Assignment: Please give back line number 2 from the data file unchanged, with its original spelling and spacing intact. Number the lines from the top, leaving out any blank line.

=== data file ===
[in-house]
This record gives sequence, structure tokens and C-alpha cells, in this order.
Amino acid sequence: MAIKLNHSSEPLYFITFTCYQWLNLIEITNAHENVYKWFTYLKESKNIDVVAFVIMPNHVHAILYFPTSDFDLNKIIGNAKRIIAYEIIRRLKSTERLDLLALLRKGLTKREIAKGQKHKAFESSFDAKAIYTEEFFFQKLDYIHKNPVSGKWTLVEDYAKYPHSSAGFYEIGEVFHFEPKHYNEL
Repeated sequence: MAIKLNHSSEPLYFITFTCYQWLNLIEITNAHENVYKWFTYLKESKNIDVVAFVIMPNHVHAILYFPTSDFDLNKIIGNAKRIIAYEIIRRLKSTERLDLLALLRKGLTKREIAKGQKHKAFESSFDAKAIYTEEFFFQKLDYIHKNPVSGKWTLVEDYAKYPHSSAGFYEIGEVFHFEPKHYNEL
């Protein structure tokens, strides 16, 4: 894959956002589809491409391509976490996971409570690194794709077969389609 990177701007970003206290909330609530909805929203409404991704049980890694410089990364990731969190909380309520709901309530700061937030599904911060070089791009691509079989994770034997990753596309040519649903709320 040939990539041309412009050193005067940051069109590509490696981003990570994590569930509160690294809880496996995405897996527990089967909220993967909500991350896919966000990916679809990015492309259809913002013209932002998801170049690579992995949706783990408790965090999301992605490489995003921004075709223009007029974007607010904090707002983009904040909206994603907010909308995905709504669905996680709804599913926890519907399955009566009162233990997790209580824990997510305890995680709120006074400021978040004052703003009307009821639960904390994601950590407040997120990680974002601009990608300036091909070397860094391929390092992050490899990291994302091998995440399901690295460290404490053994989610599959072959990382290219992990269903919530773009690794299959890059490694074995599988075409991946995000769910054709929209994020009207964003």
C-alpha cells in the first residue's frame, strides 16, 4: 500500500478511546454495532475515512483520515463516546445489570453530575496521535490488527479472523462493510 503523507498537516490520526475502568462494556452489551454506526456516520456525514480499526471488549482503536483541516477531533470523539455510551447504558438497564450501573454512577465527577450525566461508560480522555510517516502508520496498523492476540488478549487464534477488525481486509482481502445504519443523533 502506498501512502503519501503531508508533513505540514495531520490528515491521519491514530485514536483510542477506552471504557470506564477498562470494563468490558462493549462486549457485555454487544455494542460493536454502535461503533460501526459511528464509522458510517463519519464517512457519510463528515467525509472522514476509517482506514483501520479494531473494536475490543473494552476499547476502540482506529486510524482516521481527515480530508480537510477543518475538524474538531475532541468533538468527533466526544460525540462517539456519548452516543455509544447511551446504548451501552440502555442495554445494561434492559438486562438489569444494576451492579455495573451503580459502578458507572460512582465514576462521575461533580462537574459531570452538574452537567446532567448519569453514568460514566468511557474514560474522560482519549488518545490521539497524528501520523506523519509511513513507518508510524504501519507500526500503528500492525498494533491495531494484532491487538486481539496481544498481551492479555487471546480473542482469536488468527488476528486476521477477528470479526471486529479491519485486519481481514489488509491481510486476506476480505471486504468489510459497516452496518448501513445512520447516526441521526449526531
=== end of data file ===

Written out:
This record gives sequence, structure tokens and C-alpha cells, in this order.